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A New Life in A New Land

A New Life in A New Land
Excerpts from "IN MY OWN WORDS" a personal history by Rita Gribble.  Recorded and written by Don Gribble - A New Life in a New Land.

Mum's father died when she was just four years old, and her mother when she was 14. Mum lived with John, her eldest brother in Peebles, Scotland after her mother died, and when she was in her teens she went to work in the woolen mills in Galashiels.

It was hard being a weaver. There were huge looms and only gaslight to work by. She had to watch the shuttles flying to and fro, and pity on you if one broke or you got a knot. You had to watch them all the time. No wonder my mum's eyes were bad later in life!

There was an overseer walking up and down and he would yell at you if you made a mistake. Mum said they forgave him all his bad temper because he had the voice of an angel. He had a beautiful tenor voice and when he was in a good mood, he'd sing to them.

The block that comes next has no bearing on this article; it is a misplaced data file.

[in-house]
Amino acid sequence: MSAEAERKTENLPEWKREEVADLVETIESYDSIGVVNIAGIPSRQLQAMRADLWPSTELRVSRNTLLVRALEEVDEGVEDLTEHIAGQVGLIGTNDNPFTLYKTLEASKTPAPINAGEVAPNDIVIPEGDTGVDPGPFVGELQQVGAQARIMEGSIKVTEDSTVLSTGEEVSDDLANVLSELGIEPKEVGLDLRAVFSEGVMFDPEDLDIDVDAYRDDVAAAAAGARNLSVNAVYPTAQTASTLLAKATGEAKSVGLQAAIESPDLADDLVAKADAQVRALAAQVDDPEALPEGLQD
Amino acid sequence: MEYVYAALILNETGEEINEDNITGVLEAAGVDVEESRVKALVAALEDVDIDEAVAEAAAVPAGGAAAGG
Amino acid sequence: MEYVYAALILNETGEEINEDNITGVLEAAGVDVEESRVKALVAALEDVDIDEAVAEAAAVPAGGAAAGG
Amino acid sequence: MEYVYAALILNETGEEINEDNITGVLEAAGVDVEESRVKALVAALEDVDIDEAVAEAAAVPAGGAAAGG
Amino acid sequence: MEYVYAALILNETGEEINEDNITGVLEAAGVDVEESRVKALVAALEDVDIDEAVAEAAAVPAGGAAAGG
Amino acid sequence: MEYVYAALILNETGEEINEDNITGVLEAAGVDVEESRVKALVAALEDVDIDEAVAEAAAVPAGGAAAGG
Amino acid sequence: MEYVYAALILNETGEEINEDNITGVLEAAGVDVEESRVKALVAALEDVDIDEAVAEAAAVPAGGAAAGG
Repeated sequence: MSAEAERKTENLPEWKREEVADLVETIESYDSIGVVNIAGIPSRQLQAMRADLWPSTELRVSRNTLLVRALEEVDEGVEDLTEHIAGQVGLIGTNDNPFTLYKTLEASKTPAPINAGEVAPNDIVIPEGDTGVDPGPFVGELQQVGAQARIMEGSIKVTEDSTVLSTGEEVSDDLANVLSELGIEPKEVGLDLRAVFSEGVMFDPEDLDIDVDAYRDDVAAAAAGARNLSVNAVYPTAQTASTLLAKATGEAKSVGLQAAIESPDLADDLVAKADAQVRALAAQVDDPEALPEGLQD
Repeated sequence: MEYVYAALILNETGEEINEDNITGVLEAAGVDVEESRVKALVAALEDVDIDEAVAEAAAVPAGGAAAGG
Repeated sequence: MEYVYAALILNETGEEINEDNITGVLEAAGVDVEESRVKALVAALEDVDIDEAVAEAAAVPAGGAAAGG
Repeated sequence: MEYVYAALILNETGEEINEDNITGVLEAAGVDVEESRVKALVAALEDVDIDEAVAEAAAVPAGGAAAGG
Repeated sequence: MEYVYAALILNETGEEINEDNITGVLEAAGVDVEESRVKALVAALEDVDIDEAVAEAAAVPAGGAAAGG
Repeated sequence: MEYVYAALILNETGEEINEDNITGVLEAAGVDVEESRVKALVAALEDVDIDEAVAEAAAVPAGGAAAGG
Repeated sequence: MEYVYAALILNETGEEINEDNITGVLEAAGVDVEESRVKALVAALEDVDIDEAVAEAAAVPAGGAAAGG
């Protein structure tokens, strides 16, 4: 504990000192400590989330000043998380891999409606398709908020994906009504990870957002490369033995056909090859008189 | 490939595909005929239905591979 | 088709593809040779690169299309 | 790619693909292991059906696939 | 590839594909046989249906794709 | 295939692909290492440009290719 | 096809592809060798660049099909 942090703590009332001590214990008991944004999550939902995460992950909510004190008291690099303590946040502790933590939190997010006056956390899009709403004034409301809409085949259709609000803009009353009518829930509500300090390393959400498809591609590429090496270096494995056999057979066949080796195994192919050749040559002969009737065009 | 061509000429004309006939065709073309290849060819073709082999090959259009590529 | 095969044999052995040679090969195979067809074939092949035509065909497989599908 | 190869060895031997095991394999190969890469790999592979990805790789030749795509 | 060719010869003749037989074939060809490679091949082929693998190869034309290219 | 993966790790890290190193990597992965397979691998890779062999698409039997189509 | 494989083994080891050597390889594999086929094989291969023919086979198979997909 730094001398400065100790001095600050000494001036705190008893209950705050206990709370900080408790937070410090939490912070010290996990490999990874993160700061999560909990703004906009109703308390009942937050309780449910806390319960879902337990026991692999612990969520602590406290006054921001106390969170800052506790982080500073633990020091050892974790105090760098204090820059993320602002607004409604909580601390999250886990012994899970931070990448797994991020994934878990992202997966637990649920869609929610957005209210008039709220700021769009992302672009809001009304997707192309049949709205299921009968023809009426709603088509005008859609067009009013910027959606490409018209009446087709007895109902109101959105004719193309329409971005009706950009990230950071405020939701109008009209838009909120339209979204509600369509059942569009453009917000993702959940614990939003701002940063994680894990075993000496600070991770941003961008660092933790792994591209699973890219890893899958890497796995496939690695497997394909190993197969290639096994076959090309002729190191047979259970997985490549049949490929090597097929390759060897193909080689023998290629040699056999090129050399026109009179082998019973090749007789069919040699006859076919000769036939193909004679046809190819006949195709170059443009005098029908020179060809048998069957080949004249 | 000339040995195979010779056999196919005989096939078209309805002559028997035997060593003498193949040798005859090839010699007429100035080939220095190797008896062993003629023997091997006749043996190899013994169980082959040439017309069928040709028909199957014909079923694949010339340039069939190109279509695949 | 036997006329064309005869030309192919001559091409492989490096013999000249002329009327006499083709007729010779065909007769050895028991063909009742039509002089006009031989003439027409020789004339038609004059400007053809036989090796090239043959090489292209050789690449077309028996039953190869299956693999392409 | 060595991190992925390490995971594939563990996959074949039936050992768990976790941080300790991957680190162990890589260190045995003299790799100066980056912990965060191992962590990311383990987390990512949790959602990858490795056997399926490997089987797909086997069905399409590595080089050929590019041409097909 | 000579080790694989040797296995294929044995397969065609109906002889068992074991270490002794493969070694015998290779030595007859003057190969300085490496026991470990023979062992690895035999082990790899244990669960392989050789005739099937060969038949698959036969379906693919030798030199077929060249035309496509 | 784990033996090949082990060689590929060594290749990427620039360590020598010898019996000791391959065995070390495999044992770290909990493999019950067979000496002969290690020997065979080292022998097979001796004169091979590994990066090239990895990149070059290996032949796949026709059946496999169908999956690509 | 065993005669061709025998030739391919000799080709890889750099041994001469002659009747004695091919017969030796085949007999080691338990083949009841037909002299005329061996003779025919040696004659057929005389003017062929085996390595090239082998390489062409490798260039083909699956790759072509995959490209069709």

Mum was friendly with a whole bunch of girls and a lot of them decided to leave Scotland and go out by assisted passage to the new world in New Zealand and work at the Napier woolen mills.

Weavers were needed there and it was a good chance for a fresh start, but a terribly big decision because it took weeks and weeks on the boat and they were leaving everybody behind and would probably never see them again.

The Napier woolen mills were around in the Gully and the girls used to bike there in their long skirts and big hats. There's a story that one day a big wind came and lifted one of the girls right up on top of a horse-drawn dray!

Mum used to go out to Awatoto because there were Scottish folk out there who had befriended the girls, and that's where she met dad.

She said they used to go out there by train and you had to wave a red lantern to get it to stop for you.

Mum was very small. I remember when my sister Nan bought her car and she used to take mum out for rides. You could hardly see her at all … just a little bit of grey hair above the dashboard.

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Mum was a very gentle person who never lost her Scottish accent. She was a good plain cook, a good housewife, and a good mum who taught us good values.


She was also a good Christian. She had to be pretty sick before it would stop her walking to church.

Don Gribble is a freelance writer from Australia, now residing in Ohio.

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